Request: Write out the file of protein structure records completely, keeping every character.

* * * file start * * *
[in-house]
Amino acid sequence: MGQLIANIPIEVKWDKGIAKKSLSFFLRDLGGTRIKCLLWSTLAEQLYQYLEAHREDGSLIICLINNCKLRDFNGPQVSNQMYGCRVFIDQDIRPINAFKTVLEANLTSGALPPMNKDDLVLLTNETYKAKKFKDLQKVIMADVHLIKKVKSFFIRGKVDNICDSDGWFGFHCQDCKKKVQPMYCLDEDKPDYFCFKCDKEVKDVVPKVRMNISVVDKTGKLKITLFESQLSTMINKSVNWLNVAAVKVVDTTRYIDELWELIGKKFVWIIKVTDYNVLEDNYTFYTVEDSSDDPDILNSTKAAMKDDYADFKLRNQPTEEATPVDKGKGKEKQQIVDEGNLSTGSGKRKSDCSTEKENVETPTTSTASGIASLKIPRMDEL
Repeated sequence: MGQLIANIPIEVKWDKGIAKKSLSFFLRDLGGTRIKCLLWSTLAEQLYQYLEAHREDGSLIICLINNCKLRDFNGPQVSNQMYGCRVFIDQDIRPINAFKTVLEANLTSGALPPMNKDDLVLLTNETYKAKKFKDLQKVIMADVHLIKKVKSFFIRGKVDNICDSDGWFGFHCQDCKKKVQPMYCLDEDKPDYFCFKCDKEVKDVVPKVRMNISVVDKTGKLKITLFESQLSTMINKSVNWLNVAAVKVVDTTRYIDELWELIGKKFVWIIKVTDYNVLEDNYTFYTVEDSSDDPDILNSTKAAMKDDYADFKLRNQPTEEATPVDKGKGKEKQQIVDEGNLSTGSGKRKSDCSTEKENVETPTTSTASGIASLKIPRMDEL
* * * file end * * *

[in-house]
Amino acid sequence: MGQLIANIPIEVKWDKGIAKKSLSFFLRDLGGTRIKCLLWSTLAEQLYQYLEAHREDGSLIICLINNCKLRDFNGPQVSNQMYGCRVFIDQDIRPINAFKTVLEANLTSGALPPMNKDDLVLLTNETYKAKKFKDLQKVIMADVHLIKKVKSFFIRGKVDNICDSDGWFGFHCQDCKKKVQPMYCLDEDKPDYFCFKCDKEVKDVVPKVRMNISVVDKTGKLKITLFESQLSTMINKSVNWLNVAAVKVVDTTRYIDELWELIGKKFVWIIKVTDYNVLEDNYTFYTVEDSSDDPDILNSTKAAMKDDYADFKLRNQPTEEATPVDKGKGKEKQQIVDEGNLSTGSGKRKSDCSTEKENVETPTTSTASGIASLKIPRMDEL
Repeated sequence: MGQLIANIPIEVKWDKGIAKKSLSFFLRDLGGTRIKCLLWSTLAEQLYQYLEAHREDGSLIICLINNCKLRDFNGPQVSNQMYGCRVFIDQDIRPINAFKTVLEANLTSGALPPMNKDDLVLLTNETYKAKKFKDLQKVIMADVHLIKKVKSFFIRGKVDNICDSDGWFGFHCQDCKKKVQPMYCLDEDKPDYFCFKCDKEVKDVVPKVRMNISVVDKTGKLKITLFESQLSTMINKSVNWLNVAAVKVVDTTRYIDELWELIGKKFVWIIKVTDYNVLEDNYTFYTVEDSSDDPDILNSTKAAMKDDYADFKLRNQPTEEATPVDKGKGKEKQQIVDEGNLSTGSGKRKSDCSTEKENVETPTTSTASGIASLKIPRMDEL